- Piper Plastics introduces Kyron Max series
- Tensile strength: higher than steel (greater than 100,000 psi)
- Weight: approx. 75% lighter than steel & 60% lighter than titanium
The company Piper Plastics has introduced the new Kyron Max thermoplastic composites which bridge the gap between components produced via standard injection moulding compounds and pre-preg lay-up composite materials. Parts can be injection moulded at high volumes with strengths that approach lay-up composite and even metals.
Reduced manufacturing costs compared to pre-preg lay-up
The new compounds consist of glass carbon and/or fibre reinforced PEEK and PPA, and, depending on the series, in addition PPS, PEI and PA. The ability to mould components in a high volume controlled process significantly reduces the manufacturing costs associated with pre-preg lay-up materials. In addition, the material features a better “practical toughness” due to lower filler loadings. The new kind of filler generates high mechanical performance with lower fiber content increasing the material’s strain, which allows the part to yield and not fracture.
High strength allows easy replication of original metal design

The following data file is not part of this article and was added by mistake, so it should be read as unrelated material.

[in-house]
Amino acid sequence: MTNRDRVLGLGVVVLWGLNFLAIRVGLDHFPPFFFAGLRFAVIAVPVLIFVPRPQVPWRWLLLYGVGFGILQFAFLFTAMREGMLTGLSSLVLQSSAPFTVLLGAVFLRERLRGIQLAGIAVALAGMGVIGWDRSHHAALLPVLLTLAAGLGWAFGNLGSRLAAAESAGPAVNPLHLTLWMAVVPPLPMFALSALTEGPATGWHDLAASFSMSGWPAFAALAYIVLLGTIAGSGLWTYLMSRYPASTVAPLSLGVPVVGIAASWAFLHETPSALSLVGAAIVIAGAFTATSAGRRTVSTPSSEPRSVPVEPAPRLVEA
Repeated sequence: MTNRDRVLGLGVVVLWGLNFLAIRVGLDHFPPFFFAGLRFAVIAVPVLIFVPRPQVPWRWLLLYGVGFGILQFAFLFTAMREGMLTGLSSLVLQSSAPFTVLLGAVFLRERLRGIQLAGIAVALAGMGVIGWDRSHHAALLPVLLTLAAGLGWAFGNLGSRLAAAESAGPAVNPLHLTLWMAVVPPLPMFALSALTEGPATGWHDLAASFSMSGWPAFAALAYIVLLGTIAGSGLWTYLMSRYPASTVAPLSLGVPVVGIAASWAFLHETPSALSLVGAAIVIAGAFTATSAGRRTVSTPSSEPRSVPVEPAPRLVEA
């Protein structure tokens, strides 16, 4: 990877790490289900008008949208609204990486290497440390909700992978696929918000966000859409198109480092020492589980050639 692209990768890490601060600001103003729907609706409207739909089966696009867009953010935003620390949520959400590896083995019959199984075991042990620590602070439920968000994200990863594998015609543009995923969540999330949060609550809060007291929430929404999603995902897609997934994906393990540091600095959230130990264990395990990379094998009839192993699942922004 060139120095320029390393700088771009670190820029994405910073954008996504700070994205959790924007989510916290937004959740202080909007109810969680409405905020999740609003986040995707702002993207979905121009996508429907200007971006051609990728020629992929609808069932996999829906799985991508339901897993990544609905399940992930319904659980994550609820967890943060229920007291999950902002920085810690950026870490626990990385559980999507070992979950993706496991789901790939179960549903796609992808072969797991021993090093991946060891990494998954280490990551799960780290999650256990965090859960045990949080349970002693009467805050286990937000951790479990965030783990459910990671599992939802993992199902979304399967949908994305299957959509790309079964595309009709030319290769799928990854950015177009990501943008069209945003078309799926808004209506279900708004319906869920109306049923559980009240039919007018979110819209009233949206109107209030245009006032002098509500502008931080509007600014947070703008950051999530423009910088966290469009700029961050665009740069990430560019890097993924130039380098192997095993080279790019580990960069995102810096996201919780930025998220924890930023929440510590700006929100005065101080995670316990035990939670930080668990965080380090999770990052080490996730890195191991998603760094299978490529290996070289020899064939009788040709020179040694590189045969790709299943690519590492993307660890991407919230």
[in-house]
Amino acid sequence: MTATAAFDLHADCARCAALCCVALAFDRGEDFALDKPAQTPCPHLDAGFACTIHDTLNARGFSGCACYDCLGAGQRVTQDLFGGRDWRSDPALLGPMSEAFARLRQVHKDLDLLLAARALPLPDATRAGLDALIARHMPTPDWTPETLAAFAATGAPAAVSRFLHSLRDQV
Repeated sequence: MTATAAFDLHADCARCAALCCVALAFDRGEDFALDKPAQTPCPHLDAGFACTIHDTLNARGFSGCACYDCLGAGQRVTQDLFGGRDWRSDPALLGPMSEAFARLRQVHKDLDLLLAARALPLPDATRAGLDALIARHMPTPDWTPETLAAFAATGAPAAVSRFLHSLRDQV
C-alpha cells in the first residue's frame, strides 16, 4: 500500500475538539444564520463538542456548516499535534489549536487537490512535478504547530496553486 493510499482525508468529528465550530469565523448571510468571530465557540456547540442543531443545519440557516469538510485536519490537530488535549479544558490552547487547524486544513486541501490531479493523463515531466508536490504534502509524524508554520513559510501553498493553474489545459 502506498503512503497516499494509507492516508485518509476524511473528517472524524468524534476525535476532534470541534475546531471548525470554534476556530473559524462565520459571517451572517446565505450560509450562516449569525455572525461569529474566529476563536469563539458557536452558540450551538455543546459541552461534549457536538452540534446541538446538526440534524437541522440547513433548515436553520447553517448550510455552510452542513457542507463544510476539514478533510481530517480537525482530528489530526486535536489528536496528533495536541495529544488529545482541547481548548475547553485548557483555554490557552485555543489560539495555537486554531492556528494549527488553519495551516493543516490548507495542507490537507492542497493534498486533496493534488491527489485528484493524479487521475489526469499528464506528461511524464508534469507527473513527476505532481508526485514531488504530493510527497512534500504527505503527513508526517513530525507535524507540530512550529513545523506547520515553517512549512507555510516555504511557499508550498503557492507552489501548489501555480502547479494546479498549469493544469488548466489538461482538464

In general, even the strongest mouldable plastics cannot match the strength of metals so the metal part geometry must be altered and re-engineered to utilize plastic materials. This often involves adding more material volume of the plastic which can compromise the weight savings and cost reduction advantages of the conversion to plastics. The new polymers offer mechanical properties that sometimes meet or exceed those of metals. The resulting component design can more easily replicate the original metal design, minimizing the mass of plastics required while realizing all of the engineering benefits of the plastic materials. The product will be available in three performance levels allowing designers to select a cost versus performance option to match their needs.
Case Study: Moulded Screws
For years aerospace OEM’s have requested Piper Plastics develop an injection mouldable thermoplastic composite bolt that exhibits metal-like strength. These end users have been looking at plastic fasteners to replace traditional titanium metal fasteners for weight savings but were unable to find a polymer with enough mechanical performance or that was economically viable.
Piper Plastics moulded one of the new Kyron Max thermoplastic polymers into a standard #10-32 bolt and was able to meet both the strength and the cost target requirements for the application while reducing the weight of the incumbent titanium bolt by approximately 60%.